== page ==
How can I tell what attendance area I live in?
Right now, you can’t. Once the Board approves a new policy, the staff will get to work drawing new attendance areas. For elementary school, they will be contiguous, but your attendance area school will not necessarily be the closest school to you. The Board has asked for more clarity on what criteria the staff will use on drawing boundaries. Boundaries could change from year to year, but would be subject to the criteria as defined in the Board proposal. Families would be told what attendance area they reside in before submitting an application.
Application? What do you mean application? I thought I could just go to my attendance area school.
The proposal is calling for a new process that would ask families to list the schools they want, in order of how much they want them. That list, along with a verified address, would be all families would need to submit to the district to be offered a school. For elementary and middle, families would receive a default assignment to their attendance area school, and the system would attempt to place them in schools they rank higher, if those transfers could be processed by giving other families a choice that they rank higher. This is a very difficult concept to explain, but it’s elegant in its execution. Watch the Feb. 17 meeting for a very in-depth description about how transfers would work. In the end, families would get one letter that would either offer them their attendance area school, or a school they ranked higher than their attendance area school.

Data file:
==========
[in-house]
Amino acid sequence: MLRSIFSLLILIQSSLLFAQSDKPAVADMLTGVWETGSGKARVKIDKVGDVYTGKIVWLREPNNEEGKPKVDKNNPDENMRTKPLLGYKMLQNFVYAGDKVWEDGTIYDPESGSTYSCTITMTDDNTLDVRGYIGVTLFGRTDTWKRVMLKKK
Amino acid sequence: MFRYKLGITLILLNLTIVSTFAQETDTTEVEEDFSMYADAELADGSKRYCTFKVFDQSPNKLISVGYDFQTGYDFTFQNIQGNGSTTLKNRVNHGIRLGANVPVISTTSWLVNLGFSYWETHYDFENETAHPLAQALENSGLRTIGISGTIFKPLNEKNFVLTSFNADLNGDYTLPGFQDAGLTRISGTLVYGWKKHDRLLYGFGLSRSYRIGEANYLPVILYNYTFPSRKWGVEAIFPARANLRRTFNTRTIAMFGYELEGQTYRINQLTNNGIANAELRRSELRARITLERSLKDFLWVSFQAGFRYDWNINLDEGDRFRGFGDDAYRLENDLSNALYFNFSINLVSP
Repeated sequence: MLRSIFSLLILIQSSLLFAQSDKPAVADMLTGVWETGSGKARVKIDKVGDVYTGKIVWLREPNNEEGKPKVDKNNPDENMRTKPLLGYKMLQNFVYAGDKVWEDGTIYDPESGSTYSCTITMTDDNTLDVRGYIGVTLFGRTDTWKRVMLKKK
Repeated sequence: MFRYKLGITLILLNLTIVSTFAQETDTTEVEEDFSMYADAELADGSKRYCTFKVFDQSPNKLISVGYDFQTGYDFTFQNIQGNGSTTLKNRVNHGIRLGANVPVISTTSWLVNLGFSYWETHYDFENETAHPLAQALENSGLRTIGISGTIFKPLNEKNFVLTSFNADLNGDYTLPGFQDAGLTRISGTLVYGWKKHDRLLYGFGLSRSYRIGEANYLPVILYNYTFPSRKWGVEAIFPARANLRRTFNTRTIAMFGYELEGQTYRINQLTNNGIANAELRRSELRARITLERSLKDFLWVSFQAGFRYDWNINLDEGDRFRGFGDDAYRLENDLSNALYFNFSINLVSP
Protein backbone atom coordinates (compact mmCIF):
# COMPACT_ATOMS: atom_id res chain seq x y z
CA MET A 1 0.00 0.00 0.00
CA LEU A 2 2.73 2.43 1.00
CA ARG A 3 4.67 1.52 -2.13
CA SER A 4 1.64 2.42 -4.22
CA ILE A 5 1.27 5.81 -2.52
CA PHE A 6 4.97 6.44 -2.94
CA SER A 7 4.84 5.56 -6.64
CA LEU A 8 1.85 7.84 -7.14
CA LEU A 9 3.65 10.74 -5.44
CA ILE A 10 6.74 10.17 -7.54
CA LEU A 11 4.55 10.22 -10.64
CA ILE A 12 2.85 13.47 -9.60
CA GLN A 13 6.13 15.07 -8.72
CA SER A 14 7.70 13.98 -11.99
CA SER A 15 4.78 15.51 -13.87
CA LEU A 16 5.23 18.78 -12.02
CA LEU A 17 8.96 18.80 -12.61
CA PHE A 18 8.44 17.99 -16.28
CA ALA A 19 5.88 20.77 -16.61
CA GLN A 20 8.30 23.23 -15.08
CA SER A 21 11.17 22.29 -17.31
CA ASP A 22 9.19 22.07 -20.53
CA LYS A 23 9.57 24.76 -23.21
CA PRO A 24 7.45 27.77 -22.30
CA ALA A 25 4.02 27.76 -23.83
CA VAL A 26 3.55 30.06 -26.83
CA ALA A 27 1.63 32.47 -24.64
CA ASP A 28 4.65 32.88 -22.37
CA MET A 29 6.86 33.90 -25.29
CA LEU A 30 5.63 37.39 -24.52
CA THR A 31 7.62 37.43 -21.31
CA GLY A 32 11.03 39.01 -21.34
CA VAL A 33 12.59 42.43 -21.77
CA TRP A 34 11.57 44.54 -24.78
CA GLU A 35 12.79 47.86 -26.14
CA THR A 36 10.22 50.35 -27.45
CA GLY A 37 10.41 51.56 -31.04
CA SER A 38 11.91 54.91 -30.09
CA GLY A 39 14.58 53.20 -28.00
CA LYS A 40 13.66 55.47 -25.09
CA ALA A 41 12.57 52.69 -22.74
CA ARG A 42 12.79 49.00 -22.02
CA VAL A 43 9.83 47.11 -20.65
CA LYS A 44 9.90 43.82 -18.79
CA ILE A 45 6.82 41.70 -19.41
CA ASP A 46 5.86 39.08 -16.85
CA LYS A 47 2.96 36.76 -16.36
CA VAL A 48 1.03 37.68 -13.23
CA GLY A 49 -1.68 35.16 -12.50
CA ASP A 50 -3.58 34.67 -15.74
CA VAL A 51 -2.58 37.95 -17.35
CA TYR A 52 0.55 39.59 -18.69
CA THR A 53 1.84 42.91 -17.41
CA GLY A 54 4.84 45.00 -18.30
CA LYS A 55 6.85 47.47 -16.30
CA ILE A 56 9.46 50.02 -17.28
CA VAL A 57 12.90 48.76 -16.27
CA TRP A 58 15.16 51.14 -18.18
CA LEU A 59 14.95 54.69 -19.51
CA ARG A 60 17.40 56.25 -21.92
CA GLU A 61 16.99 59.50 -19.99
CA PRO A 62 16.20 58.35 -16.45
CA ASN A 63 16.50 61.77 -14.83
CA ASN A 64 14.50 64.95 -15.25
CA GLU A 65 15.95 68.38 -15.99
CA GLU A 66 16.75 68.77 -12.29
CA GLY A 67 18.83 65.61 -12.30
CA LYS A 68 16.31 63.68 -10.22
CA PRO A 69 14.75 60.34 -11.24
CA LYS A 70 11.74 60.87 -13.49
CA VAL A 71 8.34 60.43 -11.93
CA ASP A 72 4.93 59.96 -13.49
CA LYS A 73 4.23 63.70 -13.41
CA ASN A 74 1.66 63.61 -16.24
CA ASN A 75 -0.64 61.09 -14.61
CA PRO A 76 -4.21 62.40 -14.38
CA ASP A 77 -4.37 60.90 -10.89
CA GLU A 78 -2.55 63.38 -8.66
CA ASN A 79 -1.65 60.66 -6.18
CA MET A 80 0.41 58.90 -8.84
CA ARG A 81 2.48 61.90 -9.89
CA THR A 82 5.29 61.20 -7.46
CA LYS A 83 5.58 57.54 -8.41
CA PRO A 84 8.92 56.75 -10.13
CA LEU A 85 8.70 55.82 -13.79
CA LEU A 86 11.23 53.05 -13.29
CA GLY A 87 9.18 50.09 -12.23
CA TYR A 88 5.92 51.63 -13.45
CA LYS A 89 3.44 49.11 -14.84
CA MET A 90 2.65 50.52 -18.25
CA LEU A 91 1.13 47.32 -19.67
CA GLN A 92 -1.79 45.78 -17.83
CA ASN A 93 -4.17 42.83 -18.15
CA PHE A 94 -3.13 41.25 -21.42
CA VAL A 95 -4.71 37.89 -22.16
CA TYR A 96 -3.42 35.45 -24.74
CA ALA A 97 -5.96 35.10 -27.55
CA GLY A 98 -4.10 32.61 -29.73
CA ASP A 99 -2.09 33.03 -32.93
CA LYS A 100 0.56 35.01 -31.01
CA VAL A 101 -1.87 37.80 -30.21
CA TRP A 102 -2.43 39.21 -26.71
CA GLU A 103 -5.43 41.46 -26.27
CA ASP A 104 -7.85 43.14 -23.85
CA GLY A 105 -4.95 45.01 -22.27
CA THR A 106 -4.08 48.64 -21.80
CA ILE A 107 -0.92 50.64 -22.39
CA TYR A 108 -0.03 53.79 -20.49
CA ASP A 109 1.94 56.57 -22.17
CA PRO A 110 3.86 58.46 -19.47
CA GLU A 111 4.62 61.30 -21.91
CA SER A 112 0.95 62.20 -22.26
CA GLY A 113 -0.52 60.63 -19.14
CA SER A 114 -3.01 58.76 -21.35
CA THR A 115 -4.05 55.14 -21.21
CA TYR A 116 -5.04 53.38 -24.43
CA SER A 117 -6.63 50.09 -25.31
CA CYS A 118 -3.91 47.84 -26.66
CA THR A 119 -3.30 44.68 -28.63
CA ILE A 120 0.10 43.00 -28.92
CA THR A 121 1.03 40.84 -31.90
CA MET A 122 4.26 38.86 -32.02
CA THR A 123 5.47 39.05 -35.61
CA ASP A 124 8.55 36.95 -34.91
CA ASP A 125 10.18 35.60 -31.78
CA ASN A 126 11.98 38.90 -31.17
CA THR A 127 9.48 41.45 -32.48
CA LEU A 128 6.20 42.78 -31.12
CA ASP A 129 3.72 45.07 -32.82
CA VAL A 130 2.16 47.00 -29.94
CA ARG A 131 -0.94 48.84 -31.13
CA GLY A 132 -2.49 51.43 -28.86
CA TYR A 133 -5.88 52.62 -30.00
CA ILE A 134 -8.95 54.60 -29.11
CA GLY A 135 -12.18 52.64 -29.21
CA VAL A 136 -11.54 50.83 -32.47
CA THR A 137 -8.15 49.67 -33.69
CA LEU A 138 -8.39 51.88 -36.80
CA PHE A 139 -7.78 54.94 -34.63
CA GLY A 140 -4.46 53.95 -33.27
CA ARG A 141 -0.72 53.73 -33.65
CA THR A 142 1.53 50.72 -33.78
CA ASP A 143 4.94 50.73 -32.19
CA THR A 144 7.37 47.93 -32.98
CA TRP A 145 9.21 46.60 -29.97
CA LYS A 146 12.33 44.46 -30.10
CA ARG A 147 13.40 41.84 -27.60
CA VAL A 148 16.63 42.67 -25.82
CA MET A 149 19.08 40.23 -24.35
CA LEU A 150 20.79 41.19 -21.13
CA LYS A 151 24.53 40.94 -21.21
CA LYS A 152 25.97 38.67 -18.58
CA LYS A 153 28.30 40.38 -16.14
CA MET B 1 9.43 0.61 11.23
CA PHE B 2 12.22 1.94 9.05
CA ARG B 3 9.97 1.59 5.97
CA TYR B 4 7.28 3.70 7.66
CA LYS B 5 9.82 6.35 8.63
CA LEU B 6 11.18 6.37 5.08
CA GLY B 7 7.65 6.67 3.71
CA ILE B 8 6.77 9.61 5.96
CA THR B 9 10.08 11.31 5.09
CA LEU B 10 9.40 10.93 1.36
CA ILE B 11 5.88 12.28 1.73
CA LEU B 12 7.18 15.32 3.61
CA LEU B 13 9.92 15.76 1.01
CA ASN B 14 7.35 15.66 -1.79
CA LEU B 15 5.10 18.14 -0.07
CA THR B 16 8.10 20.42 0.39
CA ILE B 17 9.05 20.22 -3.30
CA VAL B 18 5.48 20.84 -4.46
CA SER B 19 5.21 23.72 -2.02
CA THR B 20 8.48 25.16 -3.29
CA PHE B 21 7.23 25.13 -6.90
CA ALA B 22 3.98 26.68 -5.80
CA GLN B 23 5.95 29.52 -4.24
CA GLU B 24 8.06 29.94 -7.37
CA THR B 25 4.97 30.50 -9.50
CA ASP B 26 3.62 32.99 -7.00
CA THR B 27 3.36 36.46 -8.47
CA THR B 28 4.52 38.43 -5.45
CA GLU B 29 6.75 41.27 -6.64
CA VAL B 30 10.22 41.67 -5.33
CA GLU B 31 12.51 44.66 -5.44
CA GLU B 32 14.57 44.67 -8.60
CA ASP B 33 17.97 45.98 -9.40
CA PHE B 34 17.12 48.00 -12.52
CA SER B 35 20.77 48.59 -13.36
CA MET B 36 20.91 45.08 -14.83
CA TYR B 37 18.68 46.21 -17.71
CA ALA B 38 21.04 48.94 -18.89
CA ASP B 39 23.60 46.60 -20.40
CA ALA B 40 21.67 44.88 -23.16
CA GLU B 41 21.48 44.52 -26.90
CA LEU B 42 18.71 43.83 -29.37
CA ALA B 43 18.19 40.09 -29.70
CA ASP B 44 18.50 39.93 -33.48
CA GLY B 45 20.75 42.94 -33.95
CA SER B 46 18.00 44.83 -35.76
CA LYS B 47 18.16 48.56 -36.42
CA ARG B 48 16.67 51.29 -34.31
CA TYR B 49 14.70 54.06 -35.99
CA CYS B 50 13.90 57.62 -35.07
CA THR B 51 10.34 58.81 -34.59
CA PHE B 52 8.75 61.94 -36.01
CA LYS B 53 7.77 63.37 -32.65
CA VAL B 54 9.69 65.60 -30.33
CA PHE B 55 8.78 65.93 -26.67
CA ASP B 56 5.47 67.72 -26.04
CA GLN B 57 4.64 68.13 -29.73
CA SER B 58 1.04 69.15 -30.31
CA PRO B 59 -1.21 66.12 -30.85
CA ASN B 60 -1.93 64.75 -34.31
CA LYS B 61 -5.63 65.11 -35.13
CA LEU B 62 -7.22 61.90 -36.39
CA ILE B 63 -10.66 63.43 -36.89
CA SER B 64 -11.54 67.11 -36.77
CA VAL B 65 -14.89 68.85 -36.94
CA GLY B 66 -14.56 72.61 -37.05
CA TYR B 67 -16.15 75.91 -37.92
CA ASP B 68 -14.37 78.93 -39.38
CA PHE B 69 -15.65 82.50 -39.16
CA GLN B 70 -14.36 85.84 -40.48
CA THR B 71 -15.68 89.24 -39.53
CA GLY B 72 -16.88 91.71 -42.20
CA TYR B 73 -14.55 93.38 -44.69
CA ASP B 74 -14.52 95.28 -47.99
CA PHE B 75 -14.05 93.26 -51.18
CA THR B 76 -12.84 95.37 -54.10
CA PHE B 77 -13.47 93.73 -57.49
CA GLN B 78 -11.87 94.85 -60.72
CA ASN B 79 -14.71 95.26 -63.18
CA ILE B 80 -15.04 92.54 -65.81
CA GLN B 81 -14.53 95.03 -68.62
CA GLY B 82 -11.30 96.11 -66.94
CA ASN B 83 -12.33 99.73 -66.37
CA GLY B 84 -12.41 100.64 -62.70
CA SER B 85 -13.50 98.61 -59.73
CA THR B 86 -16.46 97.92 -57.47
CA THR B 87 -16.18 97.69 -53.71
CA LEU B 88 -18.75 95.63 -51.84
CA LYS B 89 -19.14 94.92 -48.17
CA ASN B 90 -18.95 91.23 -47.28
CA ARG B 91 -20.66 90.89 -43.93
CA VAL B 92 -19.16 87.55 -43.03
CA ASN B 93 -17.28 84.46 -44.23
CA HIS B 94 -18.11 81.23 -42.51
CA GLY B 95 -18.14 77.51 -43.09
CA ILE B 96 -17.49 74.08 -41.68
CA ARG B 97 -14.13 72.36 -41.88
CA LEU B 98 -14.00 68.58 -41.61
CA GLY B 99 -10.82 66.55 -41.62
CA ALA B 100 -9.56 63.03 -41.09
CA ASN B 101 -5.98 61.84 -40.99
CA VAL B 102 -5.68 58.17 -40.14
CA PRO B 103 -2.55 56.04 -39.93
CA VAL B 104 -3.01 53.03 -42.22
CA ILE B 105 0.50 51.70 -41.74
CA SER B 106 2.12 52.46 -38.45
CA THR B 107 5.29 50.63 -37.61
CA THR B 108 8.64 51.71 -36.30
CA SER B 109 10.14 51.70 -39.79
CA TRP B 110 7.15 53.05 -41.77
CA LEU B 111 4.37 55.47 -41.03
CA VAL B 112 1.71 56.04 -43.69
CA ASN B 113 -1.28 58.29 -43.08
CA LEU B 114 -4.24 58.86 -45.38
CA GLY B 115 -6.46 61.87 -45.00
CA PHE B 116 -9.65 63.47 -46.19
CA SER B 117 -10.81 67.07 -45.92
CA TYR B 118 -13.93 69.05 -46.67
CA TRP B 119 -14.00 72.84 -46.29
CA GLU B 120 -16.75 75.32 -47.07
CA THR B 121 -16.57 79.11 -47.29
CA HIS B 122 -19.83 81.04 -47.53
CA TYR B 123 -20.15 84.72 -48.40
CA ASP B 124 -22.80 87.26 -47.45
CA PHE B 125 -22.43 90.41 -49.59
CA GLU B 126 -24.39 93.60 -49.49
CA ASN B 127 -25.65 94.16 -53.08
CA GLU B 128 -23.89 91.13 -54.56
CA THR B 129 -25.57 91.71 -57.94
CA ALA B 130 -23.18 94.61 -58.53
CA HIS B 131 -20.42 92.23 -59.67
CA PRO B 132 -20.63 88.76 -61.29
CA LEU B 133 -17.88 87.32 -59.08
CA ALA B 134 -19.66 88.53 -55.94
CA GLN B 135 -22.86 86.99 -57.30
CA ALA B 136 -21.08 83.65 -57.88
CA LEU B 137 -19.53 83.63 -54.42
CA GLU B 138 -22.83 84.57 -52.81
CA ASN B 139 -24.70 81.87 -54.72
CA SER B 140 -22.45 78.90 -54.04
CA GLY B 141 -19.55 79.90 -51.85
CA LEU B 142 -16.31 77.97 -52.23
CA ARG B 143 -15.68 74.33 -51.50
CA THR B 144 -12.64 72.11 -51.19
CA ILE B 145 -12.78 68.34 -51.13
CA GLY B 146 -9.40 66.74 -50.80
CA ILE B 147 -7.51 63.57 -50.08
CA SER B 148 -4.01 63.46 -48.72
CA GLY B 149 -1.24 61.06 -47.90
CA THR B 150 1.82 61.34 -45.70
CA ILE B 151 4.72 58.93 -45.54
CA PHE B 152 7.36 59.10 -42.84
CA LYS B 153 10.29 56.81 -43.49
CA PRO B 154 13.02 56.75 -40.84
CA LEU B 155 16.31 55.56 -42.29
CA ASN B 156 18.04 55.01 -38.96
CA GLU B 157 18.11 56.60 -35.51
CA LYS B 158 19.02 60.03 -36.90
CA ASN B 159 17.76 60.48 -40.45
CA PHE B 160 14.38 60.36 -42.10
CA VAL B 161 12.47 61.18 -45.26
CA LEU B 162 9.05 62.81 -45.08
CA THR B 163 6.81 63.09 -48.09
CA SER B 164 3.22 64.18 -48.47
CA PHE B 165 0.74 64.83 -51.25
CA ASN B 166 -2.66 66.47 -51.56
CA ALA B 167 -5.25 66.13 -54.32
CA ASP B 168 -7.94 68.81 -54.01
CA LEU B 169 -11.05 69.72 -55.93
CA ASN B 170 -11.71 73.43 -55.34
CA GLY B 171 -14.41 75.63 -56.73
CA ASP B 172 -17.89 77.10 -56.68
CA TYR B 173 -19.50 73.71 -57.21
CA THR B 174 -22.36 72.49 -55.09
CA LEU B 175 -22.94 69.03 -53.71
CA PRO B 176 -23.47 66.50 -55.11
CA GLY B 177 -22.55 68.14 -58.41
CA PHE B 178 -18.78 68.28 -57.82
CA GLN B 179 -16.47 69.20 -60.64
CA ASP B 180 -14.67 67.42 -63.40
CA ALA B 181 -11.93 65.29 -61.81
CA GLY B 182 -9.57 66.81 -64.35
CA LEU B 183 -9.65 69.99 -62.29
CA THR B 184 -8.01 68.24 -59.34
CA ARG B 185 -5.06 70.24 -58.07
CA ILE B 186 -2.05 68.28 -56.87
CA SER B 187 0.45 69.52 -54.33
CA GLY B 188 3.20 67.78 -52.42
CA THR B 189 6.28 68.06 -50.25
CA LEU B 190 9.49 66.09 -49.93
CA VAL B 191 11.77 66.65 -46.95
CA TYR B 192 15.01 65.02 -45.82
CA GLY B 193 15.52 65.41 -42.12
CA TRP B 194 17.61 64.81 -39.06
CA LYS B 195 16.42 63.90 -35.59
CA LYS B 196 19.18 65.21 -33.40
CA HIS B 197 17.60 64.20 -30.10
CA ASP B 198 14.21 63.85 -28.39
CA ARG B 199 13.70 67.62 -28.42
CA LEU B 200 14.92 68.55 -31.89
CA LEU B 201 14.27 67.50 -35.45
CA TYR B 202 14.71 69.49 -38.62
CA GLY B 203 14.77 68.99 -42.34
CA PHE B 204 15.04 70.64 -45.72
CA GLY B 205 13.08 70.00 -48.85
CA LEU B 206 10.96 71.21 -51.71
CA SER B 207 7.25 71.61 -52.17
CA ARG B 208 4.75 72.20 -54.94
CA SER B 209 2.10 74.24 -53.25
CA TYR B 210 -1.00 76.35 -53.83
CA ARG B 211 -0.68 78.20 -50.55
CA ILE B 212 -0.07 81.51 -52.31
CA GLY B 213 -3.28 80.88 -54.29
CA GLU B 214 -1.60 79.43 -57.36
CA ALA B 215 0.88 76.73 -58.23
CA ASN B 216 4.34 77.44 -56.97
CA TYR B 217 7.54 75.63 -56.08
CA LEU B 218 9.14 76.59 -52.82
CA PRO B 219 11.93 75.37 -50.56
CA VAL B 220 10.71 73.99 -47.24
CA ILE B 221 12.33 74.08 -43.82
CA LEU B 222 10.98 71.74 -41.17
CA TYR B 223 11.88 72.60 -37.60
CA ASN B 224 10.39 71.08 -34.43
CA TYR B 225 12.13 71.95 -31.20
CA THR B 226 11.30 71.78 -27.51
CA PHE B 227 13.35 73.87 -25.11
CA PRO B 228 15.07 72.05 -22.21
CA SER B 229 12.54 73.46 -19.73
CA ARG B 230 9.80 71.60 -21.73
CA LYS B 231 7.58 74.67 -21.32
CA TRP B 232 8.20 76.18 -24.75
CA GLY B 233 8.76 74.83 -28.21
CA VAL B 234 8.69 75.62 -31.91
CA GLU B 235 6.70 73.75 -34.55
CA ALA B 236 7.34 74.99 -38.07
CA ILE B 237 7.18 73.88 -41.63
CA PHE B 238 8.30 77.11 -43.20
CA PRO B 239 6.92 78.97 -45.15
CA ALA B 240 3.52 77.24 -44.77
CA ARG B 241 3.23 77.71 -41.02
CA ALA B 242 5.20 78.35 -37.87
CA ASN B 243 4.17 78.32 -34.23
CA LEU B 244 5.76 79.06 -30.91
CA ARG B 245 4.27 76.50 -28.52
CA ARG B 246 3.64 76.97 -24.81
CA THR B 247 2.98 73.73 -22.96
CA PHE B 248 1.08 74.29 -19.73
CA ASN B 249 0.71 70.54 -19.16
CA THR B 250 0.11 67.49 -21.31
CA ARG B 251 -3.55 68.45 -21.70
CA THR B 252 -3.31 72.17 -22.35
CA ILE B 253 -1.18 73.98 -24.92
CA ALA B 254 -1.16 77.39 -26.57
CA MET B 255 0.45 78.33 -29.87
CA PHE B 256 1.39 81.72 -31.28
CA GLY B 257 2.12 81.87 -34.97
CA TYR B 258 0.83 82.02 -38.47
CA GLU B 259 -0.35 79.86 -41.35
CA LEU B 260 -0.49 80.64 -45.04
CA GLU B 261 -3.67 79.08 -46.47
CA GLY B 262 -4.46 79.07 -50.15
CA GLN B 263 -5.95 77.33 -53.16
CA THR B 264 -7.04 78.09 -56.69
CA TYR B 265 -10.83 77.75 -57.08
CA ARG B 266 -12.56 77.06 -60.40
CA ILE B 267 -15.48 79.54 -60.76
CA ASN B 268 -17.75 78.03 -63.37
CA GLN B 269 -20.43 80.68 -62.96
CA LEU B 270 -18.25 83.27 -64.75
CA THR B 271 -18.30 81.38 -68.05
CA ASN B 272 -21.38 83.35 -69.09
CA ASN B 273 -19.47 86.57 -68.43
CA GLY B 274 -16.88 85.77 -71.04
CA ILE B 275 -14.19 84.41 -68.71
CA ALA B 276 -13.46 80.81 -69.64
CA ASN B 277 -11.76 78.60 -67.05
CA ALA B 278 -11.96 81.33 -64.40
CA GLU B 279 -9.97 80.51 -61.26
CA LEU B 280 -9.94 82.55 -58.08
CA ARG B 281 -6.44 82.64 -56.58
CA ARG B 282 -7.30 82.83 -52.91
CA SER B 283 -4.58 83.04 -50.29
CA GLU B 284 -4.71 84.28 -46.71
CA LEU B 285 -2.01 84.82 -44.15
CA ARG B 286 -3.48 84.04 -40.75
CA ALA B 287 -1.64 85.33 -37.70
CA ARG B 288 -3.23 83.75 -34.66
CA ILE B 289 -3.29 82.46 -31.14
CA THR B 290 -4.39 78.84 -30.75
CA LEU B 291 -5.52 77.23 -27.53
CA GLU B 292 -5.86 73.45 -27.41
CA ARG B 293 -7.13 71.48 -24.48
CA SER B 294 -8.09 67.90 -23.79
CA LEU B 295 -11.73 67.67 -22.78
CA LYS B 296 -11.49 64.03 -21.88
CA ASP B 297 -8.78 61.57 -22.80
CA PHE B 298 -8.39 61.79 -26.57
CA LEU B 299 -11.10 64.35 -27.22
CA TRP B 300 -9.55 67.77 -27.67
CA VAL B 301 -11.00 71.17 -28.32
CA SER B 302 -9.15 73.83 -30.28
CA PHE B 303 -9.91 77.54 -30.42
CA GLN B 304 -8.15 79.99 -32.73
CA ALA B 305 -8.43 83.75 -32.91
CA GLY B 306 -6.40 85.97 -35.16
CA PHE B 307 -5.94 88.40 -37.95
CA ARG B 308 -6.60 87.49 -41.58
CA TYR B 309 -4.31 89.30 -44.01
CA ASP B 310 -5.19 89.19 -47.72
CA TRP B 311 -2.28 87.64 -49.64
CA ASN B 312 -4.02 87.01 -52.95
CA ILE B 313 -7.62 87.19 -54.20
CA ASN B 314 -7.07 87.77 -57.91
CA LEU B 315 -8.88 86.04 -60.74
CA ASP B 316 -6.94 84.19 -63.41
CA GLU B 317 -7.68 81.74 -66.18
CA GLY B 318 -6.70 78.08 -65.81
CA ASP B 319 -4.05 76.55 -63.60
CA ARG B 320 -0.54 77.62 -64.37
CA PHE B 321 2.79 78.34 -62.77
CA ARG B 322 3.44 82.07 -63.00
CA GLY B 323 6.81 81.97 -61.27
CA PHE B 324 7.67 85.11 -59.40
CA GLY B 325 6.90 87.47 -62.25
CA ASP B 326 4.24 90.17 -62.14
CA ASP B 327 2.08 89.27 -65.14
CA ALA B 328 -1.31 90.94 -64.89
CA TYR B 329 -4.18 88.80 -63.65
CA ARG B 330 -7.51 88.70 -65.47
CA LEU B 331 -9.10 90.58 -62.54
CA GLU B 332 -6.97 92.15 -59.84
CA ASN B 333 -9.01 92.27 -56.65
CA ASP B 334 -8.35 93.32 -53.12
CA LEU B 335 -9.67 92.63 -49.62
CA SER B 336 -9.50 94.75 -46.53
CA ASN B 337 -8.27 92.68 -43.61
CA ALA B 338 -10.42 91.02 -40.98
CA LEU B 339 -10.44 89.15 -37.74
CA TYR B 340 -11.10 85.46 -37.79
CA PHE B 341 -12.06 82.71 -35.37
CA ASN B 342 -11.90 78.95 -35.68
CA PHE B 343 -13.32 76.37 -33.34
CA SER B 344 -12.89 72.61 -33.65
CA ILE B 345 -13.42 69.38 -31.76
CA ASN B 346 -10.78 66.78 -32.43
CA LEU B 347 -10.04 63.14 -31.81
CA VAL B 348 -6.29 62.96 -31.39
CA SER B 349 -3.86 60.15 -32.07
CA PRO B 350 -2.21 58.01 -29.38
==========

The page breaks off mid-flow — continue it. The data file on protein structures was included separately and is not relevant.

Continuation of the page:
My attendance area school is very popular. What if there isn’t enough space for all the families who live nearby?
The demographers assured us last night that boundaries can be drawn accurately enough to minimize the likelihood of this happening, but of course there is the possibility that some schools, most likely a few elementary schools, will be oversubscribed with students who possess local preference for that school. In that situation, the district would give students with local preference to “overfilled” schools an additional preference (higher than all other students but after CTIP 1 students) for a school on their list.
I know there’s more, but that’s about all I can think of at the moment. I’m sure my commenters will suggest more questions.